An organization recently approached me after a diversity, equity, and inclusion survey uncovered a few inconvenient truths. One of the first recommendations I suggested was to launch a series of listening sessions that would enable them to dive deep with those who felt underrepresented.

After meeting with the different groups, asking them questions, and genuinely listening to their experiences, we quickly uncovered a culture that included microaggressions and hurtful language. After listening to these concerns, I worked with the teams to help them implement the change they want to see. 

I spoke of the importance of ensuring that everyone shows up and makes everyone feel like they belong. In the listening group, one gentleman said to me, “I want you to know that we are putting everything in your hands. Make sure that what we’re saying gets to the leaders at the top and that something gets done.”

I pride myself on being someone passionate about being the bridge between the voice of the employee and the leaders who can do something to change the experience. But the gentleman’s powerful words were also a timely reminder and a positive wake-up call that I should never get too complacent or lazy. Creating a culture of listening is not a box-ticking exercise. It’s about taking the responsibility of listening and giving everyone a voice seriously.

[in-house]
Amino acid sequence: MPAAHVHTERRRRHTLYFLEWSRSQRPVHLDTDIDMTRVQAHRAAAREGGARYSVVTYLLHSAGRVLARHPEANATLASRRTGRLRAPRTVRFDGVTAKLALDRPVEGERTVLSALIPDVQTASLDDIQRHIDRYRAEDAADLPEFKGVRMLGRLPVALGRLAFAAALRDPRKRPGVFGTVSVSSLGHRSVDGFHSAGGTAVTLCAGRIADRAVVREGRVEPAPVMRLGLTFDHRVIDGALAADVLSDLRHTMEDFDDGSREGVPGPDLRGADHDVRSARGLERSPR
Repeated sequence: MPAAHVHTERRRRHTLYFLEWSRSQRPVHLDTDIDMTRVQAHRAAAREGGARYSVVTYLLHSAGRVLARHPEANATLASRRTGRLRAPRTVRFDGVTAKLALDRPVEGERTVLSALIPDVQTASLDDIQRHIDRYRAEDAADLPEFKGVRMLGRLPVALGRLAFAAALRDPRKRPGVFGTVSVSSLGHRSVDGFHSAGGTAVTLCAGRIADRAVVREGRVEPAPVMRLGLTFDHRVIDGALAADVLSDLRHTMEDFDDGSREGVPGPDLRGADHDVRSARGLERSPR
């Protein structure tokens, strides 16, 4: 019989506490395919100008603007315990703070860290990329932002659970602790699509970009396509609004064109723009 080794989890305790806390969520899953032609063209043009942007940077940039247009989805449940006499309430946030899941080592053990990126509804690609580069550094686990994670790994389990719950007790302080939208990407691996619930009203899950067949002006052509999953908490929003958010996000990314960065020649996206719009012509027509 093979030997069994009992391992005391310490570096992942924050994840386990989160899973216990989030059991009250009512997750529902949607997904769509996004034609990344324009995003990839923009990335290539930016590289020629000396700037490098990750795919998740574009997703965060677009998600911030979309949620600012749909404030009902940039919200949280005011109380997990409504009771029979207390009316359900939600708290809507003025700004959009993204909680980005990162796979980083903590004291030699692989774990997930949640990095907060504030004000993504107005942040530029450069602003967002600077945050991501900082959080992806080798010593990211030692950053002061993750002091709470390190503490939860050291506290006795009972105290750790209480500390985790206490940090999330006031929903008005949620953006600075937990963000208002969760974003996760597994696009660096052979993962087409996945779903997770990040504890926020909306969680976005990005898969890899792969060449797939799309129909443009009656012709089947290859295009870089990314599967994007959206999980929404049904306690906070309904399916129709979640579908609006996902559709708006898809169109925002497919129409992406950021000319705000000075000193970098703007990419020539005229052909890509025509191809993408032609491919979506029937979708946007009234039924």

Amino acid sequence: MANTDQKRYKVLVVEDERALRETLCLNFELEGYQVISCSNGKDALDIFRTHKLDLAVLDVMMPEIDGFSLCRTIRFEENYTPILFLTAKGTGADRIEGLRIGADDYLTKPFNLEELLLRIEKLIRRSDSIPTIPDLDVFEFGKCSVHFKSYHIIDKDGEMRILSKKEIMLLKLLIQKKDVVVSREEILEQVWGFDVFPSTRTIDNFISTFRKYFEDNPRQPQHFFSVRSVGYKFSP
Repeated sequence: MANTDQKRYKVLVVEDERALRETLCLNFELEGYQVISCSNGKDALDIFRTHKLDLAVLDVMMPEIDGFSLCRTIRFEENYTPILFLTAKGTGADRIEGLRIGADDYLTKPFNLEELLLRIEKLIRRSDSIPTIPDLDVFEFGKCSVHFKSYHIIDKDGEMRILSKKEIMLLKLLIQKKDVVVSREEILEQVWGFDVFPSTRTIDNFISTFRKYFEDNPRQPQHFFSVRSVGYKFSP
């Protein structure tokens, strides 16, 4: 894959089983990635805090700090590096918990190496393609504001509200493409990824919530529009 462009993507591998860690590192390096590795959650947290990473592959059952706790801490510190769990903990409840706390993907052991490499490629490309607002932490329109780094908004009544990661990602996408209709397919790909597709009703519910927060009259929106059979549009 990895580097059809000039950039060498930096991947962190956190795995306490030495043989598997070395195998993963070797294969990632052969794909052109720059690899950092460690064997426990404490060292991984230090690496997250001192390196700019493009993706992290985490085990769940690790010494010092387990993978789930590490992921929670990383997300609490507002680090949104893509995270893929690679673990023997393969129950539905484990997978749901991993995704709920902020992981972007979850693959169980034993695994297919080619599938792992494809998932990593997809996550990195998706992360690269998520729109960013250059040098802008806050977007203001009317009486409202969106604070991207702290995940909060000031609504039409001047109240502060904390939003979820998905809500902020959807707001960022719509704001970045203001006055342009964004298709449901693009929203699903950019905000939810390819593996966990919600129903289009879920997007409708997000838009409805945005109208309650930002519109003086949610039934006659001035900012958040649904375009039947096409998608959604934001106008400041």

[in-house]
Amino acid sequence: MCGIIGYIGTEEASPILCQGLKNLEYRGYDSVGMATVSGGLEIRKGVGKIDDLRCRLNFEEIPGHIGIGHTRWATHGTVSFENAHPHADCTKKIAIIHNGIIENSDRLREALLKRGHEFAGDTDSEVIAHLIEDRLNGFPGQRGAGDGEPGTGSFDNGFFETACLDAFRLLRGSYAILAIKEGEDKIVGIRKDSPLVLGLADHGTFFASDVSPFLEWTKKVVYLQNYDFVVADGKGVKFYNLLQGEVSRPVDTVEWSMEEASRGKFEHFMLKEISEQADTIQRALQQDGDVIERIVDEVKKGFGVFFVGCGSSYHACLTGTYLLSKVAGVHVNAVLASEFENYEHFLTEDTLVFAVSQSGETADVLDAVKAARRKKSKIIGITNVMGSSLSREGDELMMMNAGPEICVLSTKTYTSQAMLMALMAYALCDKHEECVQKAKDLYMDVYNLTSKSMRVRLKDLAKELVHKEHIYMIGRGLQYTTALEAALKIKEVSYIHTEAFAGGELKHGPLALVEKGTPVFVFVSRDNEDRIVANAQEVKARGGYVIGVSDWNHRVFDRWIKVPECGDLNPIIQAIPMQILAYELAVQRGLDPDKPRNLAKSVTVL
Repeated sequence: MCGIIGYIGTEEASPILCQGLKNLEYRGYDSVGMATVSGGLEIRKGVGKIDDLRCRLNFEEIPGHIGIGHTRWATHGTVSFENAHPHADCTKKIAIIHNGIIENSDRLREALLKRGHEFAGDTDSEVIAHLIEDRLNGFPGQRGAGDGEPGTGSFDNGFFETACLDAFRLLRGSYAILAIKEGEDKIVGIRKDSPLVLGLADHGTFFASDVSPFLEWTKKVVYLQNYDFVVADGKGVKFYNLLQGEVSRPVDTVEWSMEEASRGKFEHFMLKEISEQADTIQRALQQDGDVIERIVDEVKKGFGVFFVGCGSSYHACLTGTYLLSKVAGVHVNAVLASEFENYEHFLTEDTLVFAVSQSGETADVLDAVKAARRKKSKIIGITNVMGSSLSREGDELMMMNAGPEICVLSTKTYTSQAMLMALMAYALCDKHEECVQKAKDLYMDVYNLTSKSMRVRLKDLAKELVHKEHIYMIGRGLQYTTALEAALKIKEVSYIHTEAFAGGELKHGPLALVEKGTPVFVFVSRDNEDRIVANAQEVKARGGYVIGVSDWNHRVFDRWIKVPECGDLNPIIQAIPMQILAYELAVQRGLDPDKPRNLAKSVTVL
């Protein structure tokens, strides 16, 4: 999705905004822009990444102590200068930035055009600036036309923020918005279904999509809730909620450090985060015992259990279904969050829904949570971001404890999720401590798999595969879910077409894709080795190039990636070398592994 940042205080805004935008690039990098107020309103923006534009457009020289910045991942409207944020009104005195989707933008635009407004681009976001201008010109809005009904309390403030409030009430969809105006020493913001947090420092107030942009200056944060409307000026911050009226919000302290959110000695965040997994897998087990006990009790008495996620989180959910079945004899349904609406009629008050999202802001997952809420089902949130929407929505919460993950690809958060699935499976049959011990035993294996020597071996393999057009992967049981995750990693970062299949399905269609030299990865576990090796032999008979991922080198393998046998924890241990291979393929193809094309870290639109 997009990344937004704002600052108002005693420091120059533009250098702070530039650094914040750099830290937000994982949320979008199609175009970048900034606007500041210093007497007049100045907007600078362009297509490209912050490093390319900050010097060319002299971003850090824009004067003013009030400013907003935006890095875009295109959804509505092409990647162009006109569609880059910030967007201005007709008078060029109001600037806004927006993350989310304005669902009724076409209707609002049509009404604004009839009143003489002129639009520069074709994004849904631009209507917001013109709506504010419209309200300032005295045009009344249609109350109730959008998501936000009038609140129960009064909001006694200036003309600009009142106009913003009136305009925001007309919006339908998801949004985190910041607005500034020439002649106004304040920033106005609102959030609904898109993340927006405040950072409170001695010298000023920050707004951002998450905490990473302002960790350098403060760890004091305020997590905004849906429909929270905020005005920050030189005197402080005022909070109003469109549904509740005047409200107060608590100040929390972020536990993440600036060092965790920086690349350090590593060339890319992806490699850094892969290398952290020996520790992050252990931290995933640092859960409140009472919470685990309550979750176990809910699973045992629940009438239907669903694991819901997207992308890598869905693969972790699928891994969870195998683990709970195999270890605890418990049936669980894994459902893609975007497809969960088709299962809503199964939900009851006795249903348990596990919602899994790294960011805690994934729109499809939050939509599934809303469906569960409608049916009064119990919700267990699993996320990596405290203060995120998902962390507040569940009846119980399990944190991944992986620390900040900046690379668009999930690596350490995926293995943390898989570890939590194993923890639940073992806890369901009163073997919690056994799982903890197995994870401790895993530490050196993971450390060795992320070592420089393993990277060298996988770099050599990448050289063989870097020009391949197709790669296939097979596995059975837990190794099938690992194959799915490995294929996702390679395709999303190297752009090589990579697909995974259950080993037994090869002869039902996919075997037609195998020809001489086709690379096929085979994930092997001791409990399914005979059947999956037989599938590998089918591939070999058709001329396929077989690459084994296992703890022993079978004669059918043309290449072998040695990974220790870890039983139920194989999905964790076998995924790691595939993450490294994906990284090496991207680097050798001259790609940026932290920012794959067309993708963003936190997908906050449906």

The message I received was that all employees need a voice. In larger organizations, it’s harder to have a voice and feel like you matter. This is something that we must change together by creating a culture of listening. When your employees feel heard, they feel powerful, and that delivers value to your organization.

Sadly, there are still many managers who underestimate the critical importance of creating a listening culture. I have seen time and time again the impacts of executive leaders failing to pay attention to those they lead when managers fail to properly advocate the voices of those at their level to the next level, the culture of listening breaks down.

It’s only when the culture of listening, responsiveness, and caring is broken that many organizations will turn to outside resources to ensure their employees are being heard. When creating a listening culture, it’s also critical that you take positive action after you’ve listened. 

There is a powerful connection between empathy and compassion. By daring to step in someone else’s shoes, you can combine empathy, compassion, and action to start alleviating the pain of others. But the journey will begin with the desire to build a culture of listening and using the voices of your employees to drive their diversity, equity inclusion strategy. 

Your customers and employees depend on you to create a culture of listening. A big thank you to the gentlemen in my recent listening session for reminding me of why I started helping organizations develop a culture of listening and a determination to ensure that every voice is heard.

Does your organization have a culture of listening? If you want to explore this topic further, please reach out to me.